In spite of slight improvements from time to time, the Prince showed no power of fighting the disease, and on the evening of the 14th December he passed gently away.
It is no exaggeration to say that the death of the Queen’s beloved husband saddened every home in the land; it was a sorrow felt equally by the highest and the lowest. He died in the fulness of his manhood, leaving her whom he had loved and guarded so tenderly to reign in lonely splendour.
In the dedication of Idylls of the King to the memory of Prince Albert, Tennyson, the poet-laureate, wrote:
Break not, O woman’s-heart,
but still endure;
Break not, for thou art Royal, but endure,
Remembering all the beauty of that star
Which shone so close beside Thee that ye made
One light together, but has past and leaves
The Crown a lonely splendour.
When one looks over the vista of years which have passed since that mournful day, it is with sadness mingled with regret. For it is too true that “a prophet is not without honour, save in his own country.”
‘Albert the Good’ was, like many other great men, in advance of his times, and not until he was dead did the nation as a whole realize the blank he had left behind him.
Even so late as 1854 Greville writes in his Diary of the extraordinary attacks which were made upon the Prince in the public Press. Letter after letter, he noted, appeared “full of the bitterest abuse and all sorts of lies. . . . The charges against him are principally to this effect, that he has been in the habit of meddling improperly in public affairs, and has used his influence to promote objects of his own and the interests of his own family at the expense of the interests of this country; that he is German and not English in his sentiments and principles; that he corresponds with foreign princes and with British Ministers abroad without the knowledge of the Government, and that he thwarts the foreign policy of the Ministers when it does not coincide with his own ideas and purposes.” And again: “It was currently reported in the Midland and Northern counties, and actually stated in a Scotch paper, that Prince Albert had been committed to the Tower, and there were people found credulous and foolish enough to believe it.”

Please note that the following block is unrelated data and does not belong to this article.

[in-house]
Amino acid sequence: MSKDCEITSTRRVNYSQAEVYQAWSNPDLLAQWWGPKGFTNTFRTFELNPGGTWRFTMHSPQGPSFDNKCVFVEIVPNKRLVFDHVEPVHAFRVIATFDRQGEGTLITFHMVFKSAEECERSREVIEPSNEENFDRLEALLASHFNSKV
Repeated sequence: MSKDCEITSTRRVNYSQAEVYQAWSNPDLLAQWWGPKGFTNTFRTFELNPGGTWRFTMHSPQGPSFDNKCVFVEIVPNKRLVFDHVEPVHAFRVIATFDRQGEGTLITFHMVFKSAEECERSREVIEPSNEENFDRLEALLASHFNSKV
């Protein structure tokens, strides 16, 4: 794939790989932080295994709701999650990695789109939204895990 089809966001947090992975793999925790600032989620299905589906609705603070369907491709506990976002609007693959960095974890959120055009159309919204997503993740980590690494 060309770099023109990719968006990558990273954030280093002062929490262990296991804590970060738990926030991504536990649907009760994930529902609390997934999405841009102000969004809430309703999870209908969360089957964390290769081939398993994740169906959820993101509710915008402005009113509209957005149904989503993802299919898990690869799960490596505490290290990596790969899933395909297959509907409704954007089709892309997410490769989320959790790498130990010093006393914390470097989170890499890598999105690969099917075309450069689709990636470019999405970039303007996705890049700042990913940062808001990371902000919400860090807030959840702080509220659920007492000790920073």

English gratitude is always such
To hate the hand which doth oblige too much.
These words of Daniel Defoe help to explain something of the attitude of a part of the nation toward the Prince in his lifetime.
He had given his life in the service of his wife and his adopted country, but he was a ‘foreigner,’ and the insular Briton, brought up in the blissful belief that “one Englishman was as good as three Frenchmen,” could not and would not overcome his distrust of one who had not been, like himself, so singularly blessed in his nationality.
But Time has its revenges, and the services of Prince Albert will “smell sweet and blossom in the dust” long after the very names of once famous lights of the Victorian era have been forgotten.